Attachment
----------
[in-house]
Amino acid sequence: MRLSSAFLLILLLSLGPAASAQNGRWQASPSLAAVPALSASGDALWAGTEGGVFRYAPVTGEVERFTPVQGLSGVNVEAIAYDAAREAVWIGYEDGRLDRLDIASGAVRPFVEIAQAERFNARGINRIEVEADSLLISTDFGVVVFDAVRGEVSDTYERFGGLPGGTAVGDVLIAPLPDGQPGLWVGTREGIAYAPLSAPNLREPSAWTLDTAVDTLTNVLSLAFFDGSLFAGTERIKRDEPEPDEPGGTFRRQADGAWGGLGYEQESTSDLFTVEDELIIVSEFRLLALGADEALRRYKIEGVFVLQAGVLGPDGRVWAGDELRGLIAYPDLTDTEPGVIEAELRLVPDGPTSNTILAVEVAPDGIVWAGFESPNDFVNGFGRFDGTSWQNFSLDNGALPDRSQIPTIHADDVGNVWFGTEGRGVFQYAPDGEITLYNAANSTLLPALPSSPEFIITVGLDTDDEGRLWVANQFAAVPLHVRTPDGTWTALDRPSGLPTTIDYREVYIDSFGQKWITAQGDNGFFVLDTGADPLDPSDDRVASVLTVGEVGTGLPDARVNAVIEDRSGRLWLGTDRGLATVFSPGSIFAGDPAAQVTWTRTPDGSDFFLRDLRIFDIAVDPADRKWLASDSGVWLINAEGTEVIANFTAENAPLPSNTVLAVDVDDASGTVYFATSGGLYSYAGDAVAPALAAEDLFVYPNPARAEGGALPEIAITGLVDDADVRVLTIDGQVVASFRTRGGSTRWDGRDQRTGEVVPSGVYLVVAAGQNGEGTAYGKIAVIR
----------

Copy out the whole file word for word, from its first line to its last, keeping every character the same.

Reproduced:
[in-house]
Amino acid sequence: MRLSSAFLLILLLSLGPAASAQNGRWQASPSLAAVPALSASGDALWAGTEGGVFRYAPVTGEVERFTPVQGLSGVNVEAIAYDAAREAVWIGYEDGRLDRLDIASGAVRPFVEIAQAERFNARGINRIEVEADSLLISTDFGVVVFDAVRGEVSDTYERFGGLPGGTAVGDVLIAPLPDGQPGLWVGTREGIAYAPLSAPNLREPSAWTLDTAVDTLTNVLSLAFFDGSLFAGTERIKRDEPEPDEPGGTFRRQADGAWGGLGYEQESTSDLFTVEDELIIVSEFRLLALGADEALRRYKIEGVFVLQAGVLGPDGRVWAGDELRGLIAYPDLTDTEPGVIEAELRLVPDGPTSNTILAVEVAPDGIVWAGFESPNDFVNGFGRFDGTSWQNFSLDNGALPDRSQIPTIHADDVGNVWFGTEGRGVFQYAPDGEITLYNAANSTLLPALPSSPEFIITVGLDTDDEGRLWVANQFAAVPLHVRTPDGTWTALDRPSGLPTTIDYREVYIDSFGQKWITAQGDNGFFVLDTGADPLDPSDDRVASVLTVGEVGTGLPDARVNAVIEDRSGRLWLGTDRGLATVFSPGSIFAGDPAAQVTWTRTPDGSDFFLRDLRIFDIAVDPADRKWLASDSGVWLINAEGTEVIANFTAENAPLPSNTVLAVDVDDASGTVYFATSGGLYSYAGDAVAPALAAEDLFVYPNPARAEGGALPEIAITGLVDDADVRVLTIDGQVVASFRTRGGSTRWDGRDQRTGEVVPSGVYLVVAAGQNGEGTAYGKIAVIR